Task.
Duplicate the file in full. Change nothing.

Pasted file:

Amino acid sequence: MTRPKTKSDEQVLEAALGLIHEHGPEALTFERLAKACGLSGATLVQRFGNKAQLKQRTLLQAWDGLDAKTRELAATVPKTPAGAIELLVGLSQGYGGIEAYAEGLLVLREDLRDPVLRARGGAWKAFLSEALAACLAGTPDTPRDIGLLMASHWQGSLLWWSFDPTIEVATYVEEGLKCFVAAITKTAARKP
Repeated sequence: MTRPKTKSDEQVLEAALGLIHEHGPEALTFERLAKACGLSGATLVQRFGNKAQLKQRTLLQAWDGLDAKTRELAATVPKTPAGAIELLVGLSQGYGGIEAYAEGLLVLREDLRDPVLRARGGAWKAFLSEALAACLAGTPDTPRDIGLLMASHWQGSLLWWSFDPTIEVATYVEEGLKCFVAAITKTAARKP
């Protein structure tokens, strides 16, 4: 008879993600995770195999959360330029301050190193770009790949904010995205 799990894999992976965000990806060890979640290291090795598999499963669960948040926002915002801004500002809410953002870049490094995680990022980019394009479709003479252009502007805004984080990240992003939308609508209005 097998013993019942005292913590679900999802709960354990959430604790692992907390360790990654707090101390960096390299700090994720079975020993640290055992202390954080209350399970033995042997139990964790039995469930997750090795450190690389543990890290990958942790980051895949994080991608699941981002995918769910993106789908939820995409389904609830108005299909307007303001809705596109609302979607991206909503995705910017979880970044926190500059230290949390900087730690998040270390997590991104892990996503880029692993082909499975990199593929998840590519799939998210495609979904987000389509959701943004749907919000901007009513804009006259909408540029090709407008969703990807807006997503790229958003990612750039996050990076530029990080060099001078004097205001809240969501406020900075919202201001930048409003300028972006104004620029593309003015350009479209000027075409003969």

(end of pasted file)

Amino acid sequence: MTRPKTKSDEQVLEAALGLIHEHGPEALTFERLAKACGLSGATLVQRFGNKAQLKQRTLLQAWDGLDAKTRELAATVPKTPAGAIELLVGLSQGYGGIEAYAEGLLVLREDLRDPVLRARGGAWKAFLSEALAACLAGTPDTPRDIGLLMASHWQGSLLWWSFDPTIEVATYVEEGLKCFVAAITKTAARKP
Repeated sequence: MTRPKTKSDEQVLEAALGLIHEHGPEALTFERLAKACGLSGATLVQRFGNKAQLKQRTLLQAWDGLDAKTRELAATVPKTPAGAIELLVGLSQGYGGIEAYAEGLLVLREDLRDPVLRARGGAWKAFLSEALAACLAGTPDTPRDIGLLMASHWQGSLLWWSFDPTIEVATYVEEGLKCFVAAITKTAARKP
């Protein structure tokens, strides 16, 4: 008879993600995770195999959360330029301050190193770009790949904010995205 799990894999992976965000990806060890979640290291090795598999499963669960948040926002915002801004500002809410953002870049490094995680990022980019394009479709003479252009502007805004984080990240992003939308609508209005 097998013993019942005292913590679900999802709960354990959430604790692992907390360790990654707090101390960096390299700090994720079975020993640290055992202390954080209350399970033995042997139990964790039995469930997750090795450190690389543990890290990958942790980051895949994080991608699941981002995918769910993106789908939820995409389904609830108005299909307007303001809705596109609302979607991206909503995705910017979880970044926190500059230290949390900087730690998040270390997590991104892990996503880029692993082909499975990199593929998840590519799939998210495609979904987000389509959701943004749907919000901007009513804009006259909408540029090709407008969703990807807006997503790229958003990612750039996050990076530029990080060099001078004097205001809240969501406020900075919202201001930048409003300028972006104004620029593309003015350009479209000027075409003969």